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Exp Gerontol. 2014 Jan;49:12-8. doi: 10.1016/j.exger.2013.10.013. Epub 2013 Nov 6.

Mitochondrial DNA integrity changes with age but does not correlate with learning performance in honey bees.

Author information

1
Department of Medical Biochemistry, KDI, University of Oslo, Norway; Norwegian University of Life Sciences, Department of Chemistry, Biotechnology and Food Science, N-1432, Aas, Norway.
2
Norwegian University of Life Sciences, Department of Chemistry, Biotechnology and Food Science, N-1432, Aas, Norway; School of Life Sciences, Arizona State University, Tempe, AZ, USA.
3
Department of Medical Biochemistry, KDI, University of Oslo, Norway. Electronic address: lars.eide@medisin.uio.no.

Abstract

The honey bee is a well-established model organism to study aging, learning and memory. Here, we used young and old forager honey bees to investigate whether age-related learning capacity correlates with mitochondrial function. The bees were selected for age and learning performance and mitochondrial function was evaluated by measuring mtDNA integrity, mtDNA copy number and mitochondrial gene expression. Quite unexpectedly, mtDNA from young bees showed more damage than mtDNA from older bees, but neither mtDNA integrity, nor mtDNA copy number nor mitochondrial gene expression correlated with learning performance. Although not statistically significant (p=0.07) the level of L-rRNA increased with age in good learners whereas it decreased in poor learners. Our results show that learning performance in honey bee does not correlate with absolute mitochondrial parameters like mtDNA damage, copy number or expression of mitochondrial genes, but may be associated with the ability to regulate mitochondrial activity.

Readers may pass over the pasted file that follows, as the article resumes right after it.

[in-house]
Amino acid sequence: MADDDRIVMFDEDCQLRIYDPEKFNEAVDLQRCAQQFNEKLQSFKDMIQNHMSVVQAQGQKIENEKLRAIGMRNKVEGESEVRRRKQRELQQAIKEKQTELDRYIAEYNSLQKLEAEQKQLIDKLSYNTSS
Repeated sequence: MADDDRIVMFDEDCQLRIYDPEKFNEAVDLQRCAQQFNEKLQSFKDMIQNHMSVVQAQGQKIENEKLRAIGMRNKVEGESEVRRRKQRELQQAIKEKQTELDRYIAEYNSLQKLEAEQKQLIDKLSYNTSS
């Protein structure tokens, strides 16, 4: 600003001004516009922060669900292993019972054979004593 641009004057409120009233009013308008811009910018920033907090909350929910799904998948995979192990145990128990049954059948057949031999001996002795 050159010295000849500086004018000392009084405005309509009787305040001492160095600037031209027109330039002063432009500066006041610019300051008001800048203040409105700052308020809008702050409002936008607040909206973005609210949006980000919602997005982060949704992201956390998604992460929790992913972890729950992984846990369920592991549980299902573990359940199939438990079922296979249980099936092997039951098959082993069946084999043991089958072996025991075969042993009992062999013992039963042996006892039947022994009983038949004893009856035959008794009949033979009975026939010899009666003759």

KEYWORDS:

Aging; DNA damage; Honey bee; Learning; mtDNA; rRNA

PMID:
24211425
DOI:
10.1016/j.exger.2013.10.013
[Indexed for MEDLINE]
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